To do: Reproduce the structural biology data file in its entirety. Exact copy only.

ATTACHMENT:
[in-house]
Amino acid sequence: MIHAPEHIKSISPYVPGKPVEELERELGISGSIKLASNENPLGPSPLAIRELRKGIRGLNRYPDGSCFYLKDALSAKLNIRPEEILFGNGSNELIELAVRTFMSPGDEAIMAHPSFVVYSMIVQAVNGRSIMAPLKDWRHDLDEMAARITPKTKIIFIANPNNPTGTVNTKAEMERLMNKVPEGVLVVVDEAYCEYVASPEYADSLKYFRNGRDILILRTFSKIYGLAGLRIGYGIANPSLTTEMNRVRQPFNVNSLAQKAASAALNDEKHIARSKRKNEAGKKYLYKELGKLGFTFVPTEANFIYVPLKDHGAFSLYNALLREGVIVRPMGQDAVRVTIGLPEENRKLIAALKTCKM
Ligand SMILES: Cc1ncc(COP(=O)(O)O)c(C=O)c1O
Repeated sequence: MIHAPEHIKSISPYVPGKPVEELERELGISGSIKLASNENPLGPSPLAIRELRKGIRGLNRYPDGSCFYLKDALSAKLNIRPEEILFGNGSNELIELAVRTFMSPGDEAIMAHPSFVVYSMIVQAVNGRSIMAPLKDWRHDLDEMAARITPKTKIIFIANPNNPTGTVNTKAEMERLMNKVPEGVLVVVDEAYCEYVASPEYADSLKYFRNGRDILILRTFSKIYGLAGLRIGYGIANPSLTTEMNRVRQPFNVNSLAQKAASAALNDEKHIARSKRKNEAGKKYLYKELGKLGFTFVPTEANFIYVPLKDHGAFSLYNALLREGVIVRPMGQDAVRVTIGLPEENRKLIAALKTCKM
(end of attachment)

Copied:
[in-house]
Amino acid sequence: MIHAPEHIKSISPYVPGKPVEELERELGISGSIKLASNENPLGPSPLAIRELRKGIRGLNRYPDGSCFYLKDALSAKLNIRPEEILFGNGSNELIELAVRTFMSPGDEAIMAHPSFVVYSMIVQAVNGRSIMAPLKDWRHDLDEMAARITPKTKIIFIANPNNPTGTVNTKAEMERLMNKVPEGVLVVVDEAYCEYVASPEYADSLKYFRNGRDILILRTFSKIYGLAGLRIGYGIANPSLTTEMNRVRQPFNVNSLAQKAASAALNDEKHIARSKRKNEAGKKYLYKELGKLGFTFVPTEANFIYVPLKDHGAFSLYNALLREGVIVRPMGQDAVRVTIGLPEENRKLIAALKTCKM
Ligand SMILES: Cc1ncc(COP(=O)(O)O)c(C=O)c1O
Repeated sequence: MIHAPEHIKSISPYVPGKPVEELERELGISGSIKLASNENPLGPSPLAIRELRKGIRGLNRYPDGSCFYLKDALSAKLNIRPEEILFGNGSNELIELAVRTFMSPGDEAIMAHPSFVVYSMIVQAVNGRSIMAPLKDWRHDLDEMAARITPKTKIIFIANPNNPTGTVNTKAEMERLMNKVPEGVLVVVDEAYCEYVASPEYADSLKYFRNGRDILILRTFSKIYGLAGLRIGYGIANPSLTTEMNRVRQPFNVNSLAQKAASAALNDEKHIARSKRKNEAGKKYLYKELGKLGFTFVPTEANFIYVPLKDHGAFSLYNALLREGVIVRPMGQDAVRVTIGLPEENRKLIAALKTCKM